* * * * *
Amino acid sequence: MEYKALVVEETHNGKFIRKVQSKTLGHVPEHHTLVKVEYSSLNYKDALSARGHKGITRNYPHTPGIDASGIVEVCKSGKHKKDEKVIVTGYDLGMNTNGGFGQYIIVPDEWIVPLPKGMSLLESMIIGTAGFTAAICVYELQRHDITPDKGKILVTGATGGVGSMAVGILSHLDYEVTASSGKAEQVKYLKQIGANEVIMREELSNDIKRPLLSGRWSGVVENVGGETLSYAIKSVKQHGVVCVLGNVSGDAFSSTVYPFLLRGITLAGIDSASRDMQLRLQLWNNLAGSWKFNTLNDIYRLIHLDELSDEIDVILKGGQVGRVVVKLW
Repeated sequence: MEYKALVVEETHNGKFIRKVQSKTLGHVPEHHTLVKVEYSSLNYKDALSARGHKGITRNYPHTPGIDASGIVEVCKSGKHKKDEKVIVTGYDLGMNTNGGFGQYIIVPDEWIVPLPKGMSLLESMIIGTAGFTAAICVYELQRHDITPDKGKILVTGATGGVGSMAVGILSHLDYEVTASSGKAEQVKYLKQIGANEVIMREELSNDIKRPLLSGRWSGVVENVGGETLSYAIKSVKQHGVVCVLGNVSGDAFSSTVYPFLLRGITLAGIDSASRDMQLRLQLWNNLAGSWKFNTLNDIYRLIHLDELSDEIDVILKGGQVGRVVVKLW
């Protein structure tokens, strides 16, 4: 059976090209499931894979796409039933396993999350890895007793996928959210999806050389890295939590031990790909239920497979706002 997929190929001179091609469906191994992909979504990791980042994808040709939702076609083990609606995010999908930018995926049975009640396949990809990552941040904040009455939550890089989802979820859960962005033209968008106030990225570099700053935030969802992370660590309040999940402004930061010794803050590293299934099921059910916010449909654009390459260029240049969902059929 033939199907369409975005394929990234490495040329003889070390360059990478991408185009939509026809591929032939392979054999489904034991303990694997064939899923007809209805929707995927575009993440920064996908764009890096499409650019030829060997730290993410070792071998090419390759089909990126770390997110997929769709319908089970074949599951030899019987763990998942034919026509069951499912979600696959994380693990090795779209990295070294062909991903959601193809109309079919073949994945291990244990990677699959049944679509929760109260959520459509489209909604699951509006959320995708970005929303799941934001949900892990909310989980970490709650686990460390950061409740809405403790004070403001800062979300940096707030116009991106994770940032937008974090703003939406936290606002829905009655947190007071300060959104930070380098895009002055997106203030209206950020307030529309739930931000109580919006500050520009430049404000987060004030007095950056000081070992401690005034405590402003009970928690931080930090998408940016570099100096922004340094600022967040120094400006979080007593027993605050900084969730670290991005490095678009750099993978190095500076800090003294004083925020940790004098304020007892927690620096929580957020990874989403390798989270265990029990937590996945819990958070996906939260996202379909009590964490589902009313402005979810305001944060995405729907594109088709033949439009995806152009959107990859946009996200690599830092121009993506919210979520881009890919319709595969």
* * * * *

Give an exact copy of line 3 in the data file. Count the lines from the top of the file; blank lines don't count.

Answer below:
């Protein structure tokens, strides 16, 4: 059976090209499931894979796409039933396993999350890895007793996928959210999806050389890295939590031990790909239920497979706002 997929190929001179091609469906191994992909979504990791980042994808040709939702076609083990609606995010999908930018995926049975009640396949990809990552941040904040009455939550890089989802979820859960962005033209968008106030990225570099700053935030969802992370660590309040999940402004930061010794803050590293299934099921059910916010449909654009390459260029240049969902059929 033939199907369409975005394929990234490495040329003889070390360059990478991408185009939509026809591929032939392979054999489904034991303990694997064939899923007809209805929707995927575009993440920064996908764009890096499409650019030829060997730290993410070792071998090419390759089909990126770390997110997929769709319908089970074949599951030899019987763990998942034919026509069951499912979600696959994380693990090795779209990295070294062909991903959601193809109309079919073949994945291990244990990677699959049944679509929760109260959520459509489209909604699951509006959320995708970005929303799941934001949900892990909310989980970490709650686990460390950061409740809405403790004070403001800062979300940096707030116009991106994770940032937008974090703003939406936290606002829905009655947190007071300060959104930070380098895009002055997106203030209206950020307030529309739930931000109580919006500050520009430049404000987060004030007095950056000081070992401690005034405590402003009970928690931080930090998408940016570099100096922004340094600022967040120094400006979080007593027993605050900084969730670290991005490095678009750099993978190095500076800090003294004083925020940790004098304020007892927690620096929580957020990874989403390798989270265990029990937590996945819990958070996906939260996202379909009590964490589902009313402005979810305001944060995405729907594109088709033949439009995806152009959107990859946009996200690599830092121009993506919210979520881009890919319709595969």